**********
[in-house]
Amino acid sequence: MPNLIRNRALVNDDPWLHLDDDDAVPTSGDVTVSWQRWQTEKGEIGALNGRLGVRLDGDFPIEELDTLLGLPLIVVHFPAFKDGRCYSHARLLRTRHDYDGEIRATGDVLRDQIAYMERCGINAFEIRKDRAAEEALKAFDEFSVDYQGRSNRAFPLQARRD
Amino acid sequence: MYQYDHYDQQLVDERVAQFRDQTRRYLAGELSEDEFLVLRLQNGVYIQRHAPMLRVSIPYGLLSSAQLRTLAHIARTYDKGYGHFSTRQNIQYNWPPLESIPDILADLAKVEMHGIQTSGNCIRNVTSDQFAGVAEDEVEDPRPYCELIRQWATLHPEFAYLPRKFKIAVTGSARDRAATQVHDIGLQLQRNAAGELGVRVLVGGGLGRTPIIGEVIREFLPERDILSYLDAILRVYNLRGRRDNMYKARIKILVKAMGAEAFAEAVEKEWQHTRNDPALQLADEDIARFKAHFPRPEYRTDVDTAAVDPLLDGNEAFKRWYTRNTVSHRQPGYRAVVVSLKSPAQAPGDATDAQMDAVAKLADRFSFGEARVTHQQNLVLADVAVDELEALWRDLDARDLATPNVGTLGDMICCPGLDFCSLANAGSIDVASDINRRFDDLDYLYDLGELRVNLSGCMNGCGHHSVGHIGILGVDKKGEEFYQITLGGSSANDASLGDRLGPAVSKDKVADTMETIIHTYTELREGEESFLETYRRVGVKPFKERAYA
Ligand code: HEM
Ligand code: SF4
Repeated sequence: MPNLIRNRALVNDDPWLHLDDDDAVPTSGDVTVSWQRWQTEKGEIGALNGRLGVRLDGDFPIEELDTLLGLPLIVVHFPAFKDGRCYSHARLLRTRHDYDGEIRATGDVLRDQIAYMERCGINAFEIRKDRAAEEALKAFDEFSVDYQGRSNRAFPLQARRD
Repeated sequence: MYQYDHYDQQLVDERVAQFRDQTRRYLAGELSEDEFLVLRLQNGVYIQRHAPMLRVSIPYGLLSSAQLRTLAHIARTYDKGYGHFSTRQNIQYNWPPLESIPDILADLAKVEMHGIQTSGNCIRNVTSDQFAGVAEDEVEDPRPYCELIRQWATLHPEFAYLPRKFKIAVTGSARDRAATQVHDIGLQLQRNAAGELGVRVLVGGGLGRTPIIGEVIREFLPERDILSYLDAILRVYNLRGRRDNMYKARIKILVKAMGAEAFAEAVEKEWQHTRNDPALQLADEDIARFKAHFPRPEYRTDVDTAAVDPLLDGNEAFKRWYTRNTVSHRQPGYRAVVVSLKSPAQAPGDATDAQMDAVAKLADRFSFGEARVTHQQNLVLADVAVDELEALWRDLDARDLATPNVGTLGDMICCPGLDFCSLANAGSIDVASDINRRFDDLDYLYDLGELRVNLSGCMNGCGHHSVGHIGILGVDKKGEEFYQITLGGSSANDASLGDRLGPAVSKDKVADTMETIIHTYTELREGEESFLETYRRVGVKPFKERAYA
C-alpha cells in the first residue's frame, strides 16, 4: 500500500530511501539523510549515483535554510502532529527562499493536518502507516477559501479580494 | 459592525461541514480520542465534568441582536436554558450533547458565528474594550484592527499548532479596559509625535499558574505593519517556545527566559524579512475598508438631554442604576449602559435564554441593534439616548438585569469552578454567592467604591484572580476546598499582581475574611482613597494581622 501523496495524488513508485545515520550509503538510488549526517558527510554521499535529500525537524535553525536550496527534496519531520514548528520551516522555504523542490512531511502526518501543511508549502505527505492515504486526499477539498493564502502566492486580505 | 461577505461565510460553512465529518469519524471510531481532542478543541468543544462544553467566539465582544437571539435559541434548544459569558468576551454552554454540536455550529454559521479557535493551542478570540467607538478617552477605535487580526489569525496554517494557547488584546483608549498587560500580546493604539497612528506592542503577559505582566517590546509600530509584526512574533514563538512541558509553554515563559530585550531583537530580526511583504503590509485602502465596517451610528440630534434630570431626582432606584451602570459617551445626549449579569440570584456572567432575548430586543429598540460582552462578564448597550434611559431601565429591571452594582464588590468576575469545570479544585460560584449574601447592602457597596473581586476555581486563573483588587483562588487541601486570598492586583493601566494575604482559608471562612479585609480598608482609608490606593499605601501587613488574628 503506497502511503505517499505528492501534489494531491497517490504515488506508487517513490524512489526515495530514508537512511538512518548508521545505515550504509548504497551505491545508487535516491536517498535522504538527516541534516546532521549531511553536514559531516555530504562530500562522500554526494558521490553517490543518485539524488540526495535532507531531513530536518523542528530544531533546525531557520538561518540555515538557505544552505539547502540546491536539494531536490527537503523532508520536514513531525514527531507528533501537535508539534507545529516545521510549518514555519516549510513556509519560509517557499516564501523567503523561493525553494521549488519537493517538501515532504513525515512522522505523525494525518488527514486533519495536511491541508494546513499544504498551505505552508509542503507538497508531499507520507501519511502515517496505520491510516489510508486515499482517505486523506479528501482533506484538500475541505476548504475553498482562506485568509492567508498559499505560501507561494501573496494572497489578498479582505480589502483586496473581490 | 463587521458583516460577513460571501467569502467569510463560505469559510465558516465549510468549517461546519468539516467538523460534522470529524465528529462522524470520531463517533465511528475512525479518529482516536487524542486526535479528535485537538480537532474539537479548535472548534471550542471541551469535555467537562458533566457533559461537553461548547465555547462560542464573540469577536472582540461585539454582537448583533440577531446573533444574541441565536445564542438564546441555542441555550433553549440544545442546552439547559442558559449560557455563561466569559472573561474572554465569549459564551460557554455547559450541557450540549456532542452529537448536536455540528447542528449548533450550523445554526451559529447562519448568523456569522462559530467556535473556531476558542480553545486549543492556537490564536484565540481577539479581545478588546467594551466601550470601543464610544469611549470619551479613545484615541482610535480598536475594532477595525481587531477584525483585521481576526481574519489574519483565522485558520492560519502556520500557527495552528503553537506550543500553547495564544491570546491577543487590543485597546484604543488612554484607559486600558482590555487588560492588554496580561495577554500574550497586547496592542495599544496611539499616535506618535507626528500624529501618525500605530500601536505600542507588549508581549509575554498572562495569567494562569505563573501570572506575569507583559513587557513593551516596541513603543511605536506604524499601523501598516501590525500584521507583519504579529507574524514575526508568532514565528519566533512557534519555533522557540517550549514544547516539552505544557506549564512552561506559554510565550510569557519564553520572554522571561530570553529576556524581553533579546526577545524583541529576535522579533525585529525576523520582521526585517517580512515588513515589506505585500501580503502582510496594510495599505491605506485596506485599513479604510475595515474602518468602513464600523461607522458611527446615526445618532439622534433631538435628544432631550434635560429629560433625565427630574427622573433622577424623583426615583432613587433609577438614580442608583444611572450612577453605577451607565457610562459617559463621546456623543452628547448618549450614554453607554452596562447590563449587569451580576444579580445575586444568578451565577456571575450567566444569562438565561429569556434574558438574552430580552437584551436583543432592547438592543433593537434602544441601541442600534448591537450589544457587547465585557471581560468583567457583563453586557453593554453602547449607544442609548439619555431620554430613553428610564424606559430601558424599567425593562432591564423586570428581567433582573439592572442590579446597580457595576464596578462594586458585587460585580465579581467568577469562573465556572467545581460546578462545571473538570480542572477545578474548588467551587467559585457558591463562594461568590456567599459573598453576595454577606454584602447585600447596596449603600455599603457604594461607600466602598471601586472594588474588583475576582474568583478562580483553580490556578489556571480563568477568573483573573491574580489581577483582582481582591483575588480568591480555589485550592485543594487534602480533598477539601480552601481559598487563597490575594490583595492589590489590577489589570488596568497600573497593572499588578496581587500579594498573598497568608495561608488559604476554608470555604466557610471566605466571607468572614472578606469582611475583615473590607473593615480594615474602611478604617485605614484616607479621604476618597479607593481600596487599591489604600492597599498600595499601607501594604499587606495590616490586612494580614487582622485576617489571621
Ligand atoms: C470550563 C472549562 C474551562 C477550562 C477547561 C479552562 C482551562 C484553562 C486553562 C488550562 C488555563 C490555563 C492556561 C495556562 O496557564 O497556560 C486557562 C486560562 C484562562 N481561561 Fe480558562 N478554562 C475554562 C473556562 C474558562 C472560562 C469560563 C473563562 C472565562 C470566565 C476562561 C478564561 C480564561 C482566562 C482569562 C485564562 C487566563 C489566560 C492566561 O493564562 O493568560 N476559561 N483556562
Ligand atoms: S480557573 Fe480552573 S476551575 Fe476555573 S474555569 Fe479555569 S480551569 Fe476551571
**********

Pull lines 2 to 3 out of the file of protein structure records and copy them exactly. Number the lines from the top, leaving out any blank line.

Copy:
Amino acid sequence: MPNLIRNRALVNDDPWLHLDDDDAVPTSGDVTVSWQRWQTEKGEIGALNGRLGVRLDGDFPIEELDTLLGLPLIVVHFPAFKDGRCYSHARLLRTRHDYDGEIRATGDVLRDQIAYMERCGINAFEIRKDRAAEEALKAFDEFSVDYQGRSNRAFPLQARRD
Amino acid sequence: MYQYDHYDQQLVDERVAQFRDQTRRYLAGELSEDEFLVLRLQNGVYIQRHAPMLRVSIPYGLLSSAQLRTLAHIARTYDKGYGHFSTRQNIQYNWPPLESIPDILADLAKVEMHGIQTSGNCIRNVTSDQFAGVAEDEVEDPRPYCELIRQWATLHPEFAYLPRKFKIAVTGSARDRAATQVHDIGLQLQRNAAGELGVRVLVGGGLGRTPIIGEVIREFLPERDILSYLDAILRVYNLRGRRDNMYKARIKILVKAMGAEAFAEAVEKEWQHTRNDPALQLADEDIARFKAHFPRPEYRTDVDTAAVDPLLDGNEAFKRWYTRNTVSHRQPGYRAVVVSLKSPAQAPGDATDAQMDAVAKLADRFSFGEARVTHQQNLVLADVAVDELEALWRDLDARDLATPNVGTLGDMICCPGLDFCSLANAGSIDVASDINRRFDDLDYLYDLGELRVNLSGCMNGCGHHSVGHIGILGVDKKGEEFYQITLGGSSANDASLGDRLGPAVSKDKVADTMETIIHTYTELREGEESFLETYRRVGVKPFKERAYA